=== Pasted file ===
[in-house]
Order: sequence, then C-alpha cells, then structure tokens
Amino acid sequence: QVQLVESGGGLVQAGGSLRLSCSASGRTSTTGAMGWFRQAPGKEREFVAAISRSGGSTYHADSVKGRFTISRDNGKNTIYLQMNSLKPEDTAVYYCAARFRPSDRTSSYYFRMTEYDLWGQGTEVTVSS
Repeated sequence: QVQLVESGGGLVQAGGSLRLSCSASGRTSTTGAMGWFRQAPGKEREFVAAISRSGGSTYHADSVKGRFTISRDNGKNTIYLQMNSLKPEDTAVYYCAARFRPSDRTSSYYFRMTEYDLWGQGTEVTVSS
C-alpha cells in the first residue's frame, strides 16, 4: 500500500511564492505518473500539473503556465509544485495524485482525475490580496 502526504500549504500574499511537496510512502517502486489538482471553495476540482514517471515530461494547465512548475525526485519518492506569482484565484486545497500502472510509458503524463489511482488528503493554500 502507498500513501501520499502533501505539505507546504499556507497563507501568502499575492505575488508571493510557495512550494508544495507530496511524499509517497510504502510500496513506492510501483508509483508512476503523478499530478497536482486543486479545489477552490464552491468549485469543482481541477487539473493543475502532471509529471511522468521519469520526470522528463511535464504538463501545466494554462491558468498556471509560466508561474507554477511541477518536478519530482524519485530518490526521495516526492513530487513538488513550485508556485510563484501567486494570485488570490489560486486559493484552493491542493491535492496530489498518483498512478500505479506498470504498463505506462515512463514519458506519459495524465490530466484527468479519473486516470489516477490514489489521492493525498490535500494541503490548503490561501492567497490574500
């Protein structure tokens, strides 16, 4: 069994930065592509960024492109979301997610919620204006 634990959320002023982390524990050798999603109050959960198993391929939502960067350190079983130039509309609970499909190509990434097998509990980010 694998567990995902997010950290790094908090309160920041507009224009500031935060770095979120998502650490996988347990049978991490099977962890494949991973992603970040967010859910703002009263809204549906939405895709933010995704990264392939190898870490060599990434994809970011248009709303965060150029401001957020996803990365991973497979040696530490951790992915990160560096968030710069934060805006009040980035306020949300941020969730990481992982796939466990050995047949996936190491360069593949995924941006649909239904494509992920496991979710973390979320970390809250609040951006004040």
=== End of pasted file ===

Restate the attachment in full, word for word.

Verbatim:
[in-house]
Order: sequence, then C-alpha cells, then structure tokens
Amino acid sequence: QVQLVESGGGLVQAGGSLRLSCSASGRTSTTGAMGWFRQAPGKEREFVAAISRSGGSTYHADSVKGRFTISRDNGKNTIYLQMNSLKPEDTAVYYCAARFRPSDRTSSYYFRMTEYDLWGQGTEVTVSS
Repeated sequence: QVQLVESGGGLVQAGGSLRLSCSASGRTSTTGAMGWFRQAPGKEREFVAAISRSGGSTYHADSVKGRFTISRDNGKNTIYLQMNSLKPEDTAVYYCAARFRPSDRTSSYYFRMTEYDLWGQGTEVTVSS
C-alpha cells in the first residue's frame, strides 16, 4: 500500500511564492505518473500539473503556465509544485495524485482525475490580496 502526504500549504500574499511537496510512502517502486489538482471553495476540482514517471515530461494547465512548475525526485519518492506569482484565484486545497500502472510509458503524463489511482488528503493554500 502507498500513501501520499502533501505539505507546504499556507497563507501568502499575492505575488508571493510557495512550494508544495507530496511524499509517497510504502510500496513506492510501483508509483508512476503523478499530478497536482486543486479545489477552490464552491468549485469543482481541477487539473493543475502532471509529471511522468521519469520526470522528463511535464504538463501545466494554462491558468498556471509560466508561474507554477511541477518536478519530482524519485530518490526521495516526492513530487513538488513550485508556485510563484501567486494570485488570490489560486486559493484552493491542493491535492496530489498518483498512478500505479506498470504498463505506462515512463514519458506519459495524465490530466484527468479519473486516470489516477490514489489521492493525498490535500494541503490548503490561501492567497490574500
């Protein structure tokens, strides 16, 4: 069994930065592509960024492109979301997610919620204006 634990959320002023982390524990050798999603109050959960198993391929939502960067350190079983130039509309609970499909190509990434097998509990980010 694998567990995902997010950290790094908090309160920041507009224009500031935060770095979120998502650490996988347990049978991490099977962890494949991973992603970040967010859910703002009263809204549906939405895709933010995704990264392939190898870490060599990434994809970011248009709303965060150029401001957020996803990365991973497979040696530490951790992915990160560096968030710069934060805006009040980035306020949300941020969730990481992982796939466990050995047949996936190491360069593949995924941006649909239904494509992920496991979710973390979320970390809250609040951006004040």